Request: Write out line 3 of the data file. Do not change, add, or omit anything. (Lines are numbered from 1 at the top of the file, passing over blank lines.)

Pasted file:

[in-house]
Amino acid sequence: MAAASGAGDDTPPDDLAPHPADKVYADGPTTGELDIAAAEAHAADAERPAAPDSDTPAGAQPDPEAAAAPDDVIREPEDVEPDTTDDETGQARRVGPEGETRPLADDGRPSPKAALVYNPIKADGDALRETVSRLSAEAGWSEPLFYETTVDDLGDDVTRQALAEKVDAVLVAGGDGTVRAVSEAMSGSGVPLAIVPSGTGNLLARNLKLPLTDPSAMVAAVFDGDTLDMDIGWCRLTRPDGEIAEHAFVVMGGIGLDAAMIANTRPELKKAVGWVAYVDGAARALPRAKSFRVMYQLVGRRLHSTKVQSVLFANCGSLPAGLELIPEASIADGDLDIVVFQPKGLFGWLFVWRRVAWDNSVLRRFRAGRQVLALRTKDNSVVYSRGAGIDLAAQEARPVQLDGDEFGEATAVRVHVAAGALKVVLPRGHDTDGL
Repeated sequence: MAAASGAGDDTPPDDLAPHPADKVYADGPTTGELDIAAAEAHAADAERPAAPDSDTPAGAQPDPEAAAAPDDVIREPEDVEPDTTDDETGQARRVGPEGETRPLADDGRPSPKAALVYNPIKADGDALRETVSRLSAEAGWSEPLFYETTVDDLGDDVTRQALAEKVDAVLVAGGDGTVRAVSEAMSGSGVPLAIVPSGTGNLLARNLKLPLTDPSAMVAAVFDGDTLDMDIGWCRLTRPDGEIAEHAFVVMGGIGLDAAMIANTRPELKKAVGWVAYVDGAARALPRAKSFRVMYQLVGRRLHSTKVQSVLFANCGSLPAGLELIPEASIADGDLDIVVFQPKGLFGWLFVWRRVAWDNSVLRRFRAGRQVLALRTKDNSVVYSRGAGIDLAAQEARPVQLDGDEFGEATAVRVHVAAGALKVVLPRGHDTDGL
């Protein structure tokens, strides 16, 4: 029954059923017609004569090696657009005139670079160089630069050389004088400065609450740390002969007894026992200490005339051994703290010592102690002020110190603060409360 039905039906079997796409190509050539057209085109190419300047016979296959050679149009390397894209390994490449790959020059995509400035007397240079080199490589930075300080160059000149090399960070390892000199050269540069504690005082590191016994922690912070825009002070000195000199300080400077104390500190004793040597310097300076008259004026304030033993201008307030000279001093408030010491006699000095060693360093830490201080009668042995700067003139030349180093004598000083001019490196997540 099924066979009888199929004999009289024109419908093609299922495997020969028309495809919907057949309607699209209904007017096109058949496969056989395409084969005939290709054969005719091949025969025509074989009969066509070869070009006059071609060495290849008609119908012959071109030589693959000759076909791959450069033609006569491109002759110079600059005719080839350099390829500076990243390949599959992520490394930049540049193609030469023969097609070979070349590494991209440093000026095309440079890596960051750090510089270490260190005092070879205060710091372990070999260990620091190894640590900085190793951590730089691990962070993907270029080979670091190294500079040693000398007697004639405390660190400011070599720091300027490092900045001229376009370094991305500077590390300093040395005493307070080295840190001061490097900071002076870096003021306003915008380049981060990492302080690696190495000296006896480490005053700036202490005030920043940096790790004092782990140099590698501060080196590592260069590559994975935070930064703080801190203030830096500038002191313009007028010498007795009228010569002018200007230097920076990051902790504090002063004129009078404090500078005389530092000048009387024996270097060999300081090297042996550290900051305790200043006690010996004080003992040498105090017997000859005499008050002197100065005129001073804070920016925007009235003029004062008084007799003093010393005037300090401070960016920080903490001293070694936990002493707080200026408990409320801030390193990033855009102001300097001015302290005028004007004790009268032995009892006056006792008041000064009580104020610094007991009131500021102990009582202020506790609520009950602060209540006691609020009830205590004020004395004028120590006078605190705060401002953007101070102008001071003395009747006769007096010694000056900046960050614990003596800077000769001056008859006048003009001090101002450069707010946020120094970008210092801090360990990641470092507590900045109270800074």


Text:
Repeated sequence: MAAASGAGDDTPPDDLAPHPADKVYADGPTTGELDIAAAEAHAADAERPAAPDSDTPAGAQPDPEAAAAPDDVIREPEDVEPDTTDDETGQARRVGPEGETRPLADDGRPSPKAALVYNPIKADGDALRETVSRLSAEAGWSEPLFYETTVDDLGDDVTRQALAEKVDAVLVAGGDGTVRAVSEAMSGSGVPLAIVPSGTGNLLARNLKLPLTDPSAMVAAVFDGDTLDMDIGWCRLTRPDGEIAEHAFVVMGGIGLDAAMIANTRPELKKAVGWVAYVDGAARALPRAKSFRVMYQLVGRRLHSTKVQSVLFANCGSLPAGLELIPEASIADGDLDIVVFQPKGLFGWLFVWRRVAWDNSVLRRFRAGRQVLALRTKDNSVVYSRGAGIDLAAQEARPVQLDGDEFGEATAVRVHVAAGALKVVLPRGHDTDGL